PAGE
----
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Slavery museum requests extension of construction deadline
L. Douglas Wilder speaks at a private reception for the museum at the Warner Theatre in Washington in 2006.
Brian Price/ASSOCIATED PRESS
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Date published: 5/25/2008
The museum currently has until Aug. 1 to start building under a special-use permit approved by the City Council two years ago.
The permit was requested because the proposed museum's design calls for a height that exceeds normal limits for that portion of the city. The extra height is to accommodate the mast of a replica slave ship planned as the museum's centerpiece.
Vonita W. Foster, executive director for the museum, sent her request to the city Planning Department on May 16, the same day museum founder L. Douglas Wilder announced he would not seek re-election as Richmond mayor.
Wilder's term expires at the end of the year. The Free Lance-Star requested an interview last week with Wilder, but his press secretary said he was unavailable for the rest of the week.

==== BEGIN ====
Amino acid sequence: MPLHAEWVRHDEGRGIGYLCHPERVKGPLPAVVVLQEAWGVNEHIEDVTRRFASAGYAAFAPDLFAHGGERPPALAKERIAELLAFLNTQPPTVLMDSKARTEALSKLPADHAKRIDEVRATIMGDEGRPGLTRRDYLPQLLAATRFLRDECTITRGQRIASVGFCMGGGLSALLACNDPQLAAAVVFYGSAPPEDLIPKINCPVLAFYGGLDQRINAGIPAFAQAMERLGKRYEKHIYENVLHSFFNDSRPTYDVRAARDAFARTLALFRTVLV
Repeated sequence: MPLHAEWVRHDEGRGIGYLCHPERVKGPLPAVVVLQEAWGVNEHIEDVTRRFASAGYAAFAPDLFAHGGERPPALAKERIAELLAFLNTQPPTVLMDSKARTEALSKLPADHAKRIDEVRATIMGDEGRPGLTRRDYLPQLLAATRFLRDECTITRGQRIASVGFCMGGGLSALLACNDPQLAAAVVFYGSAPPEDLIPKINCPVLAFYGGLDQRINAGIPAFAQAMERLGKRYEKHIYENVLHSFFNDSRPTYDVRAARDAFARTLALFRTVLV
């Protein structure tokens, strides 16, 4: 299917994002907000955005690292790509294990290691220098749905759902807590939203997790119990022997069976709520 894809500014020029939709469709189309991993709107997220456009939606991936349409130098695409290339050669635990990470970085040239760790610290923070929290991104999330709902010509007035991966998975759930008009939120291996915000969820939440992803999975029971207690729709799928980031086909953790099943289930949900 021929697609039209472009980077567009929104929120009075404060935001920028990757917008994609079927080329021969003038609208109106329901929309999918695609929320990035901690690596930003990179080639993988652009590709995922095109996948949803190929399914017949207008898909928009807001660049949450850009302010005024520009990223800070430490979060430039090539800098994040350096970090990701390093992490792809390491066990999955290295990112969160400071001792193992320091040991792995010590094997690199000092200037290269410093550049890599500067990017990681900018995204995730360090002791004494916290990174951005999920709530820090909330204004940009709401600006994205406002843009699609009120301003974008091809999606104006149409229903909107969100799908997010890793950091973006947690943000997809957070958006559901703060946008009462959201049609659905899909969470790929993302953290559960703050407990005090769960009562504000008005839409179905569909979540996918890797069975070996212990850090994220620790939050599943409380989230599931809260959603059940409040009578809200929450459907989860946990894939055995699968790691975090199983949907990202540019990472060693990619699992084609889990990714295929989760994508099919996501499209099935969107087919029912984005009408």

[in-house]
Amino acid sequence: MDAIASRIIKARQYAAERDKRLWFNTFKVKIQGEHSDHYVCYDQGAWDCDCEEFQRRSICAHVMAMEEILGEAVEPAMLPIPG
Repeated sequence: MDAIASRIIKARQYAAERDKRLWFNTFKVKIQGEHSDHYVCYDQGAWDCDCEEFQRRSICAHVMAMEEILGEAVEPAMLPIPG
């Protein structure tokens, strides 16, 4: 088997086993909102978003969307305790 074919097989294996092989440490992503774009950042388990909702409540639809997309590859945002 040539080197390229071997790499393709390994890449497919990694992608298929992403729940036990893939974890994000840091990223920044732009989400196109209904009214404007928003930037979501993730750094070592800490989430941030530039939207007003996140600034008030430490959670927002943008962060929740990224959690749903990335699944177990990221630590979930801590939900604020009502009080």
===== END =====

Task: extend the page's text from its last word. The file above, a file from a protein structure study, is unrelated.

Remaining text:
The newspaper had asked to speak to Wilder about whether he plans to devote all or some of his time to the museum once he finishes his term and whether he still plans to build a visitors center on the museum land by year's end, as he told The New York Times in March.
Wilder, the nation's first black governor and the grandson of slaves, was inspired to build the museum during a trip to Goree Island in West Africa while governor.
In 2001, he chose Fredericksburg as the site for the museum. It is to be built on a 38-acre tract overlooking the Rappahannock River and within the Celebrate Virginia tourism and retail development. The Silver Cos., the developer of Celebrate Virginia, donated the land.
Construction on the museum has not begun and no application for a building permit or site work had been filed as of Friday, according to city officials.
The request for an extension of the special-use permit deadline must be considered by the Planning Com-mission. Its recommendation goes to the City Council for a final decision.
Planning Director Ray Ocel estimated it would take more than a month for the process to run its course.
Pamela Gould: 540/735-1972